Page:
The exact shape and scope of International Exposure have shifted since its first incarnation sixteen years ago. For many years in the late 1990s and early 2000s, it operated in conjunction with Curtain Up, the country’s premiere platform for new works by independent choreographers. The festival has stretched over a varying number of days and welcomed crowds both intimate and large. But throughout, the goal has remained the same: to display the wealth of works premiered over the past year to foreign arts presenters, dignitaries, and journalists in the hopes of sending Israeli dance around the world.

Orly Portal’s Gnawia

International Exposure 2010 will run from Wednesday, December 8 through Sunday, December 12, and the schedule features an enticing array of established companies and independent choreographers. Most of the programs will take place at the Suzanne Dellal Centre, but a number of concerts and informal showings will take place at other performance venues and studios. And while some of the events are offered only to the festival’s guests, many of the shows are open to the public.  Below is a guide to the events that are accessible to local dance lovers (and a sneak peek at International Exposure for those of you who are not in town).  All shows are at Suzanne Dellal unless otherwise noted.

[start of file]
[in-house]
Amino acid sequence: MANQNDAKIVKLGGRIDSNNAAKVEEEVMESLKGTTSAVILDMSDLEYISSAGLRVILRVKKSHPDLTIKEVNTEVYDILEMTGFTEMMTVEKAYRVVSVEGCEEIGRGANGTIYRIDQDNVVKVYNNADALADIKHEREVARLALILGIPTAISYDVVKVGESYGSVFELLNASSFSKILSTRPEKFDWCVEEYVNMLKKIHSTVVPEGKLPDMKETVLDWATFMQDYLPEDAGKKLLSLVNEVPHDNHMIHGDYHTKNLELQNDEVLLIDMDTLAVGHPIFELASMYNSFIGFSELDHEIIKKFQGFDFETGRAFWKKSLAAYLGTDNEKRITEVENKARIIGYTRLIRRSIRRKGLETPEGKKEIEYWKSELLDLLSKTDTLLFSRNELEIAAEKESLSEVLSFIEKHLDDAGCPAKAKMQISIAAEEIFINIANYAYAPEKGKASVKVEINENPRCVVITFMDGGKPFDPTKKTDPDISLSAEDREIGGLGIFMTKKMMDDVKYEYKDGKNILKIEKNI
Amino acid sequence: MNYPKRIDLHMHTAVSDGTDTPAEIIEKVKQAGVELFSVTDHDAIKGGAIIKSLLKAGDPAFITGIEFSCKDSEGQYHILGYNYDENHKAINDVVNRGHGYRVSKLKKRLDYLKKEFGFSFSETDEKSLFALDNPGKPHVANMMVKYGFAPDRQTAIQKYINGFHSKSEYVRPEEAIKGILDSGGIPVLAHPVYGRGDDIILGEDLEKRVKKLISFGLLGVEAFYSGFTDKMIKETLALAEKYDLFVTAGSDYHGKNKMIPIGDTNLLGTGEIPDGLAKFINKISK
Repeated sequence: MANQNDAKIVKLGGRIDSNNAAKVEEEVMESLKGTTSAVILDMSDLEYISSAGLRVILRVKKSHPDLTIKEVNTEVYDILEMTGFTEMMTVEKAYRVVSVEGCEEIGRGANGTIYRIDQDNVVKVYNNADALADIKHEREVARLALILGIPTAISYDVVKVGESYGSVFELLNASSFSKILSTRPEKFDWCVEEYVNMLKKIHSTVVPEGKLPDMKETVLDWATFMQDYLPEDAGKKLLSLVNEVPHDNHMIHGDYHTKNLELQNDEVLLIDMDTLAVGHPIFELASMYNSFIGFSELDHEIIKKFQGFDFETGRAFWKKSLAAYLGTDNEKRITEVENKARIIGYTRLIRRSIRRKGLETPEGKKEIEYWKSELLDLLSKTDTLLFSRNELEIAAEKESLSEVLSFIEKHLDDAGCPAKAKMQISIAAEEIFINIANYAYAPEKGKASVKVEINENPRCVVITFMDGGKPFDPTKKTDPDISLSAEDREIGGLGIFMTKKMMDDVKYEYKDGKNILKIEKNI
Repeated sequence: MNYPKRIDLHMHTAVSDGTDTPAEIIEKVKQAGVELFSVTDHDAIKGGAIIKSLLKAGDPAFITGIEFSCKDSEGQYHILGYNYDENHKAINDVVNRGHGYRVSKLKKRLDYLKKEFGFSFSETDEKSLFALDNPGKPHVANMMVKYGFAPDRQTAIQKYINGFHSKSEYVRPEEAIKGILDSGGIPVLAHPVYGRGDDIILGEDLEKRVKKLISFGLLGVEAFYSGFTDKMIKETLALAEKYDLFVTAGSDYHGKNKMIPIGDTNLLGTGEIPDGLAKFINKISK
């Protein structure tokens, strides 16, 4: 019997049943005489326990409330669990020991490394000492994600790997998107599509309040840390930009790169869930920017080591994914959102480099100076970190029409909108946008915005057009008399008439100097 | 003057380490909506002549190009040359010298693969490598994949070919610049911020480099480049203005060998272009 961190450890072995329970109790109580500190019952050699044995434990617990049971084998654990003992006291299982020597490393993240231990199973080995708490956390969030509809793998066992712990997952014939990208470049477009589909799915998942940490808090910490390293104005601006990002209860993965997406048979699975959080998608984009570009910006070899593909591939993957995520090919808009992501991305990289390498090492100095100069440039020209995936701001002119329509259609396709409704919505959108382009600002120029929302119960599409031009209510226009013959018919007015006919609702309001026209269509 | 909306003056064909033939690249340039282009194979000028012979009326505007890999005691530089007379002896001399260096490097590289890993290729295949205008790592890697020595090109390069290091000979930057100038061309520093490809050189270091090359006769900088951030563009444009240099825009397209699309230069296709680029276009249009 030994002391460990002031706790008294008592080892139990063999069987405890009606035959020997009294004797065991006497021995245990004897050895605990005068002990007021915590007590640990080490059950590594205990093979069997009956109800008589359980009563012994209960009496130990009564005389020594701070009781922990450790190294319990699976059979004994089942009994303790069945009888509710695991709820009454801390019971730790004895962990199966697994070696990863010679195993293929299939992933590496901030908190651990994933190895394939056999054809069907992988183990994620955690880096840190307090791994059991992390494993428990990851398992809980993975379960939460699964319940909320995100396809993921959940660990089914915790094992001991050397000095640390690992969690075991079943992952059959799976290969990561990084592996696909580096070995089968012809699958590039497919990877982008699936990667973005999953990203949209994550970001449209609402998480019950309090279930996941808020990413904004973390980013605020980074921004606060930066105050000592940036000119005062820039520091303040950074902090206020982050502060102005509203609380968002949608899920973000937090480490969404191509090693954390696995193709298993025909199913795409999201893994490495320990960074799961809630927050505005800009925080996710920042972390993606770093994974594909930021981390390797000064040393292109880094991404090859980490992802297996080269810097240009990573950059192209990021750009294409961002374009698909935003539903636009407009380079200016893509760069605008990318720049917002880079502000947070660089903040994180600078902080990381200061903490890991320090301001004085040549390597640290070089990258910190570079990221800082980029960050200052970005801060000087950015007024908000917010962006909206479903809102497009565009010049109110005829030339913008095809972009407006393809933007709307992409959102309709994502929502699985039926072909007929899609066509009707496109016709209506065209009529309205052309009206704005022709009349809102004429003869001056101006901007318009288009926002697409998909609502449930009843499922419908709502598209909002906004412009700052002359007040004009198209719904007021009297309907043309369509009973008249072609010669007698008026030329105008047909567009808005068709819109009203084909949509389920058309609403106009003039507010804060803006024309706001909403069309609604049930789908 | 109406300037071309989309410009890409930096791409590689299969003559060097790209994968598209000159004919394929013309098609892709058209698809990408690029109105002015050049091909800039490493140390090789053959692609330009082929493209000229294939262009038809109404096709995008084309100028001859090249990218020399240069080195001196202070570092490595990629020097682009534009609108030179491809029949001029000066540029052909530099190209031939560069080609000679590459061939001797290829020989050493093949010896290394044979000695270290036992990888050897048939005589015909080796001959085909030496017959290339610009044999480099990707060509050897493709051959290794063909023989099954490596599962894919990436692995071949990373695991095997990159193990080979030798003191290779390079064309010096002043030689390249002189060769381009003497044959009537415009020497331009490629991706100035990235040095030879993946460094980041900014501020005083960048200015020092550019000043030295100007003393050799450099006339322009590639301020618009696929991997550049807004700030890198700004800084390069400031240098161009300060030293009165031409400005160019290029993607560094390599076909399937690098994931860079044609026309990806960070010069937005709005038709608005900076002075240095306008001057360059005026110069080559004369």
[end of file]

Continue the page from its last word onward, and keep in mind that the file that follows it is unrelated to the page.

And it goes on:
Wednesday, December 8

Video: Ohad Naharin’s Kyr/Zina

International Exposure starts out with the Batsheva Ensemble, the Batsheva Dance Company’s junior division, performing Ohad Naharin’s Kyr/Zina at 20:00.

Thursday, December 9

Rami Be’er’s Transform. Photo by Gadi Dagon.

International Exposure’s first full day kicks off at 11:00 with the Kibbutz Contemporary Dance Company in Rami Be’er’s new Transform, which premiered during the international Tel Aviv Dance festival this past fall.

Curtain Up 2010 will be represented by three separate bills shown at 16:00, 19:00, and 22:30.

Video: Tamar Borer and Tamara Erde’s Ana

Thursday’s offerings also include a performance of Tamar Borer and Tamara Erde’s latest collaboration, Ana, at 20:30.

Friday, December 10

Friday’s programming includes a fair amount of moving about to different theaters in the area.

Video: The Project in Jacopo Godani’s Light Years.

At 14:00, The Project – a joint initiative by the Suzanne Dellal Centre and the Israeli Opera – will present a mixed bill at the Opera House in the heart of Tel Aviv.   The program includes Emanuel Gat’s Through the Center, Jacopo Godani’s Light Years, and Marco Goeke’s Supernova.

Video: Vertigo in Mana

Vertigo Dance Company presents a hit from last year, Mana, at the Givatayim Theater at 17:00.  Choreographed by Noa Wertheim, Mana premiered during the twentieth anniversary of the Curtain Up festival.

Video: Maria Kong in Miss Brazil

Maria Kong reprises its program from the Tel Aviv Dance festival, Miss Brazil, at 21:00 at Suzanne Dellal. The company’s four founders – Anderson Braz, Talia Landa, Leo Lerus, and Ya’ara Moses – collaborated on the first half of the bill, Miss, while guest choreographer Idan Cohen contributed the second half, Brazil.

Saturday, December 11

Saturday is primarily a day of mixed bills, titled Exposures, that feature both shorter dances in their entirety alongside excerpts from full-evening works.